Monthly Archives: March 2017

Dynamic Microphones for Classical Recording?!

In the late 1950’s Electro-Voice ceased production of both ribbon and condenser microphones. In an article in his series ‘MICROPHONE FACTS for the operating engineer’ Electro-Voice founder Lou Burroughs explained the decision and presented reasons why dynamic microphones were, in every way, superior. The feeling at Electro-Voice was that ribbons and condensers were too fragile and prone to failure and that dynamics were solid and reliable and sounded better. Towards the end of the article (referring to dynamics) Burroughs declares that ‘These are the microphones of the future’.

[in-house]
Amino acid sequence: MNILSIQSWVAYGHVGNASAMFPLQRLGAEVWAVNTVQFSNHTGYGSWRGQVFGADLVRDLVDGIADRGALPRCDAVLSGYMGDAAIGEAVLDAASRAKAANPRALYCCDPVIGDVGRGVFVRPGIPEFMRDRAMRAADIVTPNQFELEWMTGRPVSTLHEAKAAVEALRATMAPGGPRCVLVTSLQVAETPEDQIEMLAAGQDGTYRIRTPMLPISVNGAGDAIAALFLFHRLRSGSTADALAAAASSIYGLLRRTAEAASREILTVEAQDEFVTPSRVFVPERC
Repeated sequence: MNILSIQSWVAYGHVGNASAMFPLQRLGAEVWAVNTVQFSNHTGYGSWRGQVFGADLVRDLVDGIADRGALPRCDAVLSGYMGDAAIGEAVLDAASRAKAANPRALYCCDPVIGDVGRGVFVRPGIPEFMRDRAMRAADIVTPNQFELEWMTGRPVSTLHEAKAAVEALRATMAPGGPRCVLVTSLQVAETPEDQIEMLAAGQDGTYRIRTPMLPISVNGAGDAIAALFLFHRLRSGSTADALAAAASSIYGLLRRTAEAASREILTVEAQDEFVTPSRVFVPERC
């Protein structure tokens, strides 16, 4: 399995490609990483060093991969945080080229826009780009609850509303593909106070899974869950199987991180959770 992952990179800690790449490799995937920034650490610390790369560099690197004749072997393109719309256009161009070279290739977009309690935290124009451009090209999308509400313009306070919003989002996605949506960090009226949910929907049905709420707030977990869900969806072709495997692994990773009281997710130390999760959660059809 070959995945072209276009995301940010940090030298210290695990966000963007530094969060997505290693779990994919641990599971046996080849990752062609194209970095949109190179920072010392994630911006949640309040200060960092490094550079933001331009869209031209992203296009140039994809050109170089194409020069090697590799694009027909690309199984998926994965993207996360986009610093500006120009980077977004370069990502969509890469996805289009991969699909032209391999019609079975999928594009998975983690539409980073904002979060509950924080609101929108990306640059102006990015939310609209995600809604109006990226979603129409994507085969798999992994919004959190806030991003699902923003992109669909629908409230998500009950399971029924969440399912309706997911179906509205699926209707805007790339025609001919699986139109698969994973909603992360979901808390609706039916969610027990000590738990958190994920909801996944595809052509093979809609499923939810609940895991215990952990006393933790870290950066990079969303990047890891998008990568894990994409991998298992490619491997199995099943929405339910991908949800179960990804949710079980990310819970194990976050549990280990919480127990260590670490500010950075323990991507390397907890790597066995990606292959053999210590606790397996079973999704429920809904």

Today, although dynamic mics are still revered for their robustness and ability to handle high SPLs they are not generally considered to be sonically superior to all other microphones! Indeed, I can’t imagine many engineers taking a pair of dynamics out to record an orchestral concert of classical music instead of their usual selection of condensers and ribbons.

Compared to condensers Burroughs claimed that dynamics have a ‘smoother high frequency response’ and so, here (by way of an experiment) are a  couple  of clips from an orchestral concert I recorded recently using a pair of Soviet Era, Russian, Oktava MD186 dynamics! I was simply curious to see if Lou Burroughs maybe had a point?

CLICK HERE for End of Beethoven’s Fifth

CLICK HERE for Mozart Piano Concerto